A plane carrying 5 people mysteriously disappeared in 1971. Experts claim to have found the wreckage in Lake Champlain.

Fifty-three years after a private plane carrying five men disappeared on a snowy Vermont night, experts believe they have found the wreckage of the long-lost plane in Lake Champlain.

The business jet disappeared shortly after departing Burlington Airport for Providence, Rhode Island, on January 1. 27, 1971. Among those on board were two crew members and three employees of the development company Cousin’s Properties, in Atlanta, Georgia, who were working on a development project in Burlington.

Initial searches for the 10-seat Jet Commander revealed no wreckage and the lake, which is 400 feet at its deepest point, froze over for four days after the plane was lost. At least 17 more searches took place, until underwater researcher Garry Kozak and a team using a remotely operated vehicle found the wreckage of a plane with the same custom paint scheme in the lake last month , near where the radio control tower had last tracked the plane before. it’s gone. Sonar images were taken from the wreckage found 200 feet away near Juniper Island. The island is just over 3 miles southwest of Burlington.

In this May 2024 image provided by Garry Kozak, the remains of what experts believe to be a 10-seat Jet Commander plane lie on the bottom of Lake Champlain off the coast of Juniper Island, Vermont.

Garry Kozak/AP

“With all this evidence, we are absolutely 99% sure,” Kozak said Monday.

The discovery of the wreck in Lake Champlain, located between New York and Vermont, gives the victims’ families “a little closure and answers to a lot of questions they had,” he said.

Kozak told CBS affiliate WCAX-TV that the search may have taken a long time because the planes broke into several hard-to-spot pieces.

“A jet literally looks like a pile of rocks. So for most people looking at sonar data, they can ignore it because they’ll say, ‘Oh, that looks like geology.’ ” Kozak told the station.

According to his website, Kozak’s career in underwater research and survey began in 1972 and his company specializes in locating wrecks and aircraft. In 2012, Kozak was part of a team that discovered a German submarine of the Second World War in the waters off Nantucket.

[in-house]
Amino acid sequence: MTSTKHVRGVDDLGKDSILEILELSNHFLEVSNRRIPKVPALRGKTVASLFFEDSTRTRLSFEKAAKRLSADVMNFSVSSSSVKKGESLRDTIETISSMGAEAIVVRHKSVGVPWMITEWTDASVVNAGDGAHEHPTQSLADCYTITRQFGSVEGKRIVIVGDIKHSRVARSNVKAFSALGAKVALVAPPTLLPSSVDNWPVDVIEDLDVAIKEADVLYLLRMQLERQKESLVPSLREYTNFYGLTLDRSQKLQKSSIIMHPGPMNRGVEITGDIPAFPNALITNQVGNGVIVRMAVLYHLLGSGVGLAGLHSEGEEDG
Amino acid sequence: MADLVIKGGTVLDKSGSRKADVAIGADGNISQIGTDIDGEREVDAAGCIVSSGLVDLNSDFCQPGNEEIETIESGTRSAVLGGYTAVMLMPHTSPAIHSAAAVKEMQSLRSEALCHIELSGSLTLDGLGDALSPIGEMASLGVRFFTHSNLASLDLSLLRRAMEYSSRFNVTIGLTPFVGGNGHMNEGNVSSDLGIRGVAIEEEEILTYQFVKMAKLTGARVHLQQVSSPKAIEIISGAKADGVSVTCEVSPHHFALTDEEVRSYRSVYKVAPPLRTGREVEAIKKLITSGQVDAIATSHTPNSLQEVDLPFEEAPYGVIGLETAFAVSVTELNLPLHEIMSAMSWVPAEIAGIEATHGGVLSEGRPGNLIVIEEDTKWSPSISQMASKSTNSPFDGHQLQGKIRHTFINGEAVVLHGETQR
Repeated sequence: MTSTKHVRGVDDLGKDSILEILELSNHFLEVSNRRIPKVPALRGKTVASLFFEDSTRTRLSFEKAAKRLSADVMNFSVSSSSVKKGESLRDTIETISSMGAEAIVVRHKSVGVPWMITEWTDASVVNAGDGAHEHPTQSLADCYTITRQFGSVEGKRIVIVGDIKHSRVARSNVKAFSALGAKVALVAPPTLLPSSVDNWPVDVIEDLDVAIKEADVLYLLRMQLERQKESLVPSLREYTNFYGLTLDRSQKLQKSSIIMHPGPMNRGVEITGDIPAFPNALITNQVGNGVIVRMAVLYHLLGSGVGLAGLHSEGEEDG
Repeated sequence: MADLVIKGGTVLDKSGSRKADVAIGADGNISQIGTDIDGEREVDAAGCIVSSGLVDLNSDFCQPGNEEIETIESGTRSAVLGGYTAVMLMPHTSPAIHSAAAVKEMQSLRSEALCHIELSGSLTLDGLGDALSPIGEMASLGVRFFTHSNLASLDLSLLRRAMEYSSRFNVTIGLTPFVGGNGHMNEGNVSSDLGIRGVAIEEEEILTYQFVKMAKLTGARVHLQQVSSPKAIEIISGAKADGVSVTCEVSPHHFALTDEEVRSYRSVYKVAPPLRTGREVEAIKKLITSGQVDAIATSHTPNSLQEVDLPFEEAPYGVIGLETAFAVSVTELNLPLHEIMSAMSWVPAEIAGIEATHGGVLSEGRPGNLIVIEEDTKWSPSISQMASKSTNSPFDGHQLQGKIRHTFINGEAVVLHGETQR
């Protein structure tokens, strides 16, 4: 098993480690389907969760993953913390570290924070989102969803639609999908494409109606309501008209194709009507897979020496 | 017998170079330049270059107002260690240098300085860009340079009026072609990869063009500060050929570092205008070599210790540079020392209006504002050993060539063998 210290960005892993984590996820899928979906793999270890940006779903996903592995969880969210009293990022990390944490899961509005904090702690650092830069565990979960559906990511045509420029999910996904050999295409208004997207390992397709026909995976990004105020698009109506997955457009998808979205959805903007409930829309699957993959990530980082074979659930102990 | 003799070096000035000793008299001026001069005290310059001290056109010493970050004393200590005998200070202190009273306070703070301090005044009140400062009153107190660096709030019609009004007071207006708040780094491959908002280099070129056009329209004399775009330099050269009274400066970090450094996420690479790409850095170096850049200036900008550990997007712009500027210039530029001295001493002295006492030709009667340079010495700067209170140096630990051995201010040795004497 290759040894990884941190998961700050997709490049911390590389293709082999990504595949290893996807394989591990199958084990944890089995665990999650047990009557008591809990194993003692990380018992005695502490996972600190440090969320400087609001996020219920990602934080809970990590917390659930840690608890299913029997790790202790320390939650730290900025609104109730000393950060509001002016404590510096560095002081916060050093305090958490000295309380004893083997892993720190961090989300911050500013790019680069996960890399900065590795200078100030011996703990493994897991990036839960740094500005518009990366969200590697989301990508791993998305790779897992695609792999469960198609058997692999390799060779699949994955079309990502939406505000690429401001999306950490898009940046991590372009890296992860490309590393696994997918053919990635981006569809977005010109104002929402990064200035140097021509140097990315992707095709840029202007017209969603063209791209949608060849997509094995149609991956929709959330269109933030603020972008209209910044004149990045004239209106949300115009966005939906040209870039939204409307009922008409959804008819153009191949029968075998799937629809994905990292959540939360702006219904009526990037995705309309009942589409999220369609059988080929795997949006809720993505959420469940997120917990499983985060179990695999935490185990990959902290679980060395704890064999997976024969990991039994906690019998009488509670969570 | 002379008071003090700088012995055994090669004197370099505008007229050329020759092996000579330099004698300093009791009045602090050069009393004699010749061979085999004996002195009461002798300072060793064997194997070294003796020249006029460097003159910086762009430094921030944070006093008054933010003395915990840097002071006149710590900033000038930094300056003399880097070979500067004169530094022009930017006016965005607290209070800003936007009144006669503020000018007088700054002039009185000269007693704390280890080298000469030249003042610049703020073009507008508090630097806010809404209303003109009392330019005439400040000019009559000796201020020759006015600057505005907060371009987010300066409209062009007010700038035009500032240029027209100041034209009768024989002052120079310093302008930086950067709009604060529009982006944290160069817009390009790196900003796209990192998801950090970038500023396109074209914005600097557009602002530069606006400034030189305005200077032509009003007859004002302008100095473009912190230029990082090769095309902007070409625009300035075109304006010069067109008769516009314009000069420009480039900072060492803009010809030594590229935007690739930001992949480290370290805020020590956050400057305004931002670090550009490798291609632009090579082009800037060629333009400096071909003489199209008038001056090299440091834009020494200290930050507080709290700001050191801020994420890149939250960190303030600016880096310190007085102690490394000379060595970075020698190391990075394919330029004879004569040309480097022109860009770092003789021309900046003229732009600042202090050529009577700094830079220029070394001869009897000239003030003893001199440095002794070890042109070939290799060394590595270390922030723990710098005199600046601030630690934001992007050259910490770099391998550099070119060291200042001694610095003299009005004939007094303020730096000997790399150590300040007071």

Although loved ones are grateful and relieved that the plane was found, the discovery also raises other questions and old wounds.

“Having this discovered now… it’s a peaceful feeling, but at the same time it’s a very sad feeling,” Barbara Nikita, niece of pilot George Nikita, said in an interview Tuesday with The Associated Press . “We know what happened. We’ve seen some photos. It’s hard to think about it now.”

Frank Wilder’s father, also Frank Wilder, was a passenger on the plane.

“Going 53 years without knowing if the plane was in the lake or maybe on a mountainside somewhere nearby was painful,” said Wilder, who lives outside Philadelphia. “And again, I feel relieved to know where the plane is now, but unfortunately it opens up other questions and we have to work on them now.”

When the ice melted in the spring of 1971, debris from the plane was found at Shelburne Point, according to Kozak. An underwater search in May 1971 failed to find the wreck. At least 17 other searches took place, including in 2014, according to Kozak. At that time, the authorities were stimulated by curiosity after the Malaysia Airlines plane disappears that year in the hopes that new technology would find the wreckage, but it didn’t.

Barbara Nikita, who lives in Southern California, and her cousin Kristina Nikita Coffey, who lives in Tennessee, recently led the search and contacted relatives of other victims.

What was fascinating about reconnecting with the group was that “everyone had pieces of the pie and the puzzle: when we started sharing information and documents, we got a much better understanding and a better perspective of information, and how we have all been affected by it. ” said Charles Williams, whose father, Robert Ransom Williams III, an employee of Cousin’s Properties, was on the plane.

The National Transportation Safety Board is investigating to see if it is the plane, Williams said. The NTSB does not conduct rescue operations, which would be costly, Williams said.

“Where there are tangible remains, and I hate to say it that way, and it’s worth bothering with, that’s a decision we’ll have to figure out later, and part of what we’re unpacking now “, did he declare. “It’s hard when you start thinking about it.”

Relatives of the victims plan to hold a memorial service now that they know where the plane is.

The announcement of the discovery comes about 10 months after the wreck of a The Tuskegee Airman’s plane which crashed during a training mission during World War II has been recovered from Lake Huron.

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